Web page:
239.


When we chant form is emptiness, we don’t mean that things are illusory. We mean that everything is both particular and universal, like the waves and the ocean. So everything matters.

When we touch one person, we are touching that person, not someone else. But, at the same time, we are touching all beings. Likewise, when we are touched by one person, we are touched by all beings. EveryThing matters.

So, when the birds of our thinking arise, whether their plumage is radiant or dowdy or as black as pitch, we should not cage them in our love or hate but

give them the sky



 

 
238.


In the Avalokiteshvara chapter of the Shobogenzo, there is a famous exchange between Master Ungan and Master Dogo about how best to describe the bodhisattva of compassion.

When asked by Dogo, Ungan describes Avalokiteshvara in a particular way. Dogo then says “your words describe the situation nicely, but only about eighty or ninety percent”, and then gives his own description.

Dogo’s description seems better, but if we think that he’s described the situation perfectly, or at least better than Ungan, we’re missing the point.

There’s always something missing. And because of that, the Dharma will not perish.

It is not that there aren’t teachers and students, but we need to understand what a teacher is.

He’s not someone who shares his knowledge. That’s a scholar. Neither is he someone who shares his wisdom. That’s a guru. It’s not that there isn’t a difference between teacher and student, but only in function, not essence.

They are like 2 points, which delineate a whole person, a great person. This real person fully occupies the Buddhist space, moving forward and backward, according to circumstance. Sometimes he is the teacher and student. Sometimes the sangha. Sometimes the whole world.

The teacher is not a great person, but sometimes he is part of a great person. The responsibility of a teacher is to teach with great vigour for the rest of his life. Not from his own vigour, which is puny, nor from the vigour of his student, which is likewise puny, but from the vigour and expression of this great person, which is inexhaustible.


 

 
Shinji Shobogenzo, Book 2, Case 91

 

The Case:

One day, Master Tenno Diogo asked Master Sekito Kisen: What is the fundamental principle of Buddhism?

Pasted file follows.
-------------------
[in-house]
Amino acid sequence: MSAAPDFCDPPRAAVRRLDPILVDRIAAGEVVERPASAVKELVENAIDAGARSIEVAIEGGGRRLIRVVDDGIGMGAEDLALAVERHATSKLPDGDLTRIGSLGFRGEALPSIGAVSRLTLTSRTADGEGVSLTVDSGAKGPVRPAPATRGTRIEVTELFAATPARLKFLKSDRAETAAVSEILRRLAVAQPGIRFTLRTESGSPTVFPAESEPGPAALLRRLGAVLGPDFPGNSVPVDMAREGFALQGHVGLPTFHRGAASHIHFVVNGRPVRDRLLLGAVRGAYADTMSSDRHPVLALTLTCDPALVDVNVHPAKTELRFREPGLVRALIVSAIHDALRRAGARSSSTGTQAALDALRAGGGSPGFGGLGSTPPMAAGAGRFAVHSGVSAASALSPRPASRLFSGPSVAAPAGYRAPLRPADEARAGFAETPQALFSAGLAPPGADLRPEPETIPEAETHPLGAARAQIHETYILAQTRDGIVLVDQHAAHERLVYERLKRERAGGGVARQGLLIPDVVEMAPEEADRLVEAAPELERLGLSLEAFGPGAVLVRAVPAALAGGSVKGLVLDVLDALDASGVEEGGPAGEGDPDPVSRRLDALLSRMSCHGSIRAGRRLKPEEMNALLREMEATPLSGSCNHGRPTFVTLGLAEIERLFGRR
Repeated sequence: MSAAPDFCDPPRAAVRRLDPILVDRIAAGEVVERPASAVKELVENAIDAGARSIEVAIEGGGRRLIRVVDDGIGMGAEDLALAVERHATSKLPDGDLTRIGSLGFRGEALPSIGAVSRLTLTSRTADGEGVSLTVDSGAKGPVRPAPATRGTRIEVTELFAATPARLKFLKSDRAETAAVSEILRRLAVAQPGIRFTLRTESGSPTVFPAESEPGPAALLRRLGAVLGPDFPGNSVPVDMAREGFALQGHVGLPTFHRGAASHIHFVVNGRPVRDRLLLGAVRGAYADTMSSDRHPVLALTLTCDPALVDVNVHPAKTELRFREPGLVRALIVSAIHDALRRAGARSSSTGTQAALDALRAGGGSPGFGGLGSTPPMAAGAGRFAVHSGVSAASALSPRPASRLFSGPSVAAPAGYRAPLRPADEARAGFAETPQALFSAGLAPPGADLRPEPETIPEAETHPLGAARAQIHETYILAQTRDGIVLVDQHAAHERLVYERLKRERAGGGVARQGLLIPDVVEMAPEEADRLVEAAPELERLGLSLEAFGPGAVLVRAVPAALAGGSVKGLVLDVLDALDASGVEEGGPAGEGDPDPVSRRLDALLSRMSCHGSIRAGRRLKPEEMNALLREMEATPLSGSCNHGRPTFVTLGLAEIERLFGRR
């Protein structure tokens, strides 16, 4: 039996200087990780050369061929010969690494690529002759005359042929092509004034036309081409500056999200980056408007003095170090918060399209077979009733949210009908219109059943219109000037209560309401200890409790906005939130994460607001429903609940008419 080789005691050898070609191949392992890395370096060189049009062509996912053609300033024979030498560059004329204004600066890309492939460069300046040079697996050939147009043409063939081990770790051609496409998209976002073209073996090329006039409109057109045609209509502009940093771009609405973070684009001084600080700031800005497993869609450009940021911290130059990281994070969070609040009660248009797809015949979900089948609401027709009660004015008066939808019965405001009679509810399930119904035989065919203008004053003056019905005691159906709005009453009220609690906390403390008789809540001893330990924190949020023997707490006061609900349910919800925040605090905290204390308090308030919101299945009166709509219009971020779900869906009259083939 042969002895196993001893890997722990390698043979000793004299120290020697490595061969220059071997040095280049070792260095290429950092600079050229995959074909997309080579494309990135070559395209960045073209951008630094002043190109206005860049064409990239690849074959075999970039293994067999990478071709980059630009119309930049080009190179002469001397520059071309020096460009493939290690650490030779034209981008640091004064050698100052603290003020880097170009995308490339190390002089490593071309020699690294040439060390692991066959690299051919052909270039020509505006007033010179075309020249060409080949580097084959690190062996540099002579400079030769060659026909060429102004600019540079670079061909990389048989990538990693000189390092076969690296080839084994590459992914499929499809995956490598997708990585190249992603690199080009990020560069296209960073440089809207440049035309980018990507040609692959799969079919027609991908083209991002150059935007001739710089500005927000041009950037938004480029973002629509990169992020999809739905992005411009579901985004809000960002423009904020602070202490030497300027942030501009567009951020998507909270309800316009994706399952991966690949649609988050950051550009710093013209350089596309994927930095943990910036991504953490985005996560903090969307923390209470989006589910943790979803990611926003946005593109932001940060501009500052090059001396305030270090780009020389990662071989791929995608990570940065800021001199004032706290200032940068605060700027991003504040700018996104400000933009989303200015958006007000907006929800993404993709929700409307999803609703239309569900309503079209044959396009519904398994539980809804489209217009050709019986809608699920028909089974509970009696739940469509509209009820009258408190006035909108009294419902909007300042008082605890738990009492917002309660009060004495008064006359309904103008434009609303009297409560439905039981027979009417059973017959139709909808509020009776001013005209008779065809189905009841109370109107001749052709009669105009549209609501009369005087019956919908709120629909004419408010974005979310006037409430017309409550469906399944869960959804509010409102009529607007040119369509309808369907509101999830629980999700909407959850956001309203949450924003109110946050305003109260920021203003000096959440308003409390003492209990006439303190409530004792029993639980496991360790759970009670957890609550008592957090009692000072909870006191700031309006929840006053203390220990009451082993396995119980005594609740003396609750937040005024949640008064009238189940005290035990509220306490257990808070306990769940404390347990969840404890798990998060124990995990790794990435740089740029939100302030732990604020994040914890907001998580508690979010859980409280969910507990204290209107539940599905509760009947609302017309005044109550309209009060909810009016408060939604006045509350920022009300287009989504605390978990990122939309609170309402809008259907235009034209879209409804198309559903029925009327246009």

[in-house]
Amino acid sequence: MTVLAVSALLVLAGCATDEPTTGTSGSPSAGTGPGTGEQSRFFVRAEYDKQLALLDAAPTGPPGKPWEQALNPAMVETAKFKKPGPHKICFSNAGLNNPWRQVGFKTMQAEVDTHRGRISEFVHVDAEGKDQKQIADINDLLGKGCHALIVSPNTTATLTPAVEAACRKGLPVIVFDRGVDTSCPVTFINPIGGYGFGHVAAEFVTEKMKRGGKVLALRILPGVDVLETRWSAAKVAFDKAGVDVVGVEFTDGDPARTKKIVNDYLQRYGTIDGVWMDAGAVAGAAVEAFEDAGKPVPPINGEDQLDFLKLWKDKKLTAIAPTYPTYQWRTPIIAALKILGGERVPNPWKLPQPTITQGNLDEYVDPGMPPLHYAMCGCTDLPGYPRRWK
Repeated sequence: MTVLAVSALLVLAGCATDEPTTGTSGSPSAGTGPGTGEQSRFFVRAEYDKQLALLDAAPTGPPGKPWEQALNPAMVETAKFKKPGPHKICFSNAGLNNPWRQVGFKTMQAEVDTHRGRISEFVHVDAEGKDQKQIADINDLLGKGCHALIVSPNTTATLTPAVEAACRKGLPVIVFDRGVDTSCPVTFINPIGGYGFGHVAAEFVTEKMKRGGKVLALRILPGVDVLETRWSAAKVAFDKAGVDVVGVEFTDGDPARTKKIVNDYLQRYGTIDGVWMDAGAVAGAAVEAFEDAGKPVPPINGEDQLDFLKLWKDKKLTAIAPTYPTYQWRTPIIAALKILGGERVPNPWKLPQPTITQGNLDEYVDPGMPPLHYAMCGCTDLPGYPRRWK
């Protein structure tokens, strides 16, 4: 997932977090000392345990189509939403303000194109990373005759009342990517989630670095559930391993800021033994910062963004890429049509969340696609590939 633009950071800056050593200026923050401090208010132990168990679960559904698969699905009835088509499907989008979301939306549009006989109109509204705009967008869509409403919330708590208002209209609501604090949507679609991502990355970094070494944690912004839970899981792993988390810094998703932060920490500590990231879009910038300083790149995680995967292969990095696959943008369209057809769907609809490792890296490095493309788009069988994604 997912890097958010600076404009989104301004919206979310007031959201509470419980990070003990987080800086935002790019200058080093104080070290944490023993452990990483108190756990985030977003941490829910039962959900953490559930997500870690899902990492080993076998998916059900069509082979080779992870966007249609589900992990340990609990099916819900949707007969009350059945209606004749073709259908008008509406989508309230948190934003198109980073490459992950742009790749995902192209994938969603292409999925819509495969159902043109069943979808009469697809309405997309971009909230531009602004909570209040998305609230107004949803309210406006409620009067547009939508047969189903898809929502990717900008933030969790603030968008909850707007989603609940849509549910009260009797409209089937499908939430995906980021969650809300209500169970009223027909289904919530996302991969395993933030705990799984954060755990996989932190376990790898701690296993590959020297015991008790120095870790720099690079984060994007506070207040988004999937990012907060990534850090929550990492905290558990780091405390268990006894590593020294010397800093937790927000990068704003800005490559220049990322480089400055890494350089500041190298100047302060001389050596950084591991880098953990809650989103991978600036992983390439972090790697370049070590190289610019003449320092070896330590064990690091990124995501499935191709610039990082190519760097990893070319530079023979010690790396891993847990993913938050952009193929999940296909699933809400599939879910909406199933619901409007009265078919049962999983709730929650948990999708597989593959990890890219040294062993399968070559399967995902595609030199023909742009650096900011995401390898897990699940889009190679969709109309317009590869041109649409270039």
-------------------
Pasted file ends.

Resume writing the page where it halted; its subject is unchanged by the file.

Master Sekito said: It isn’t obtainable. It isn’t knowable.

Master Dogo said: Is there a more realistic expression?

Master Sekito said: The wide sky does not hinder the flying white clouds



Commentary:

A familiar instruction we’re given for zazen is to let thoughts come and go, like clouds in the sky. By “thoughts” we don’t just mean intentional thinking of course, but the full range of what we would ordinarily call mental phenomena: snatches of pictures, body sensations, auditory or visual hallucinations, feelings, waking dreams; the whole works.

But the implication in the instruction isn’t quite right, because the suggestion is that, with equanimity, these ‘thoughts’ will gradually fade away, and we’ll be left with a wide, empty and infinite sky.

It’s to counter that implication that Sekito answers as he does. Dependent origination isn’t just mountains and trees and waters and birds; it’s everything, including ‘thoughts’. And our task isn’t to uncloud the sky, but to actualise vast space, within which everything has its own expression, its own life.

 

 
237.

 

Whether we are practicing zazen or kinhin, we are always walking The Way. And yet, we are never balanced. Because of this, the Dharma will not perish.

Within our own practice, and within the practice of all practitioners, it is as if this practice is a real person, walking through time. The function of a teacher is not to embody the Buddha, but to fully embody themselves, in all their vivid expressed unbalancedness. And the function of the student is not to replicate their teacher, but to fully understand that they are

the other foot

 

 

 
236.


When we sit, we soften our eyes. Everything becomes very near, intimate. In softening the eyes, we become bodily aware, first the head, then the rest of the body. It is as if the whole body becomes an eye.

But because we don’t force the eyes to stay relaxed, the eyes, and the other sense organs, can suddenly, as it were, come into focus. So, we see the wall, hear the birdsong, smell the incense.

Sitting with our softened eyes, our mind is softened too. It is as if we are very aware of this intimacy, this underlying being-ness, prior to the emergence of objects, emotions, perceptions, formations. We might call this ‘not thinking’.

And, like the eye suddenly focusing, we suddenly get fragments of perceptions, mental formations, feelings. We might call this ‘thinking’.

We should not think one state is good and the other is not. It is of paramount importance that we accept everything.

Accept everything, uncontained by a self.

 

 

 

 
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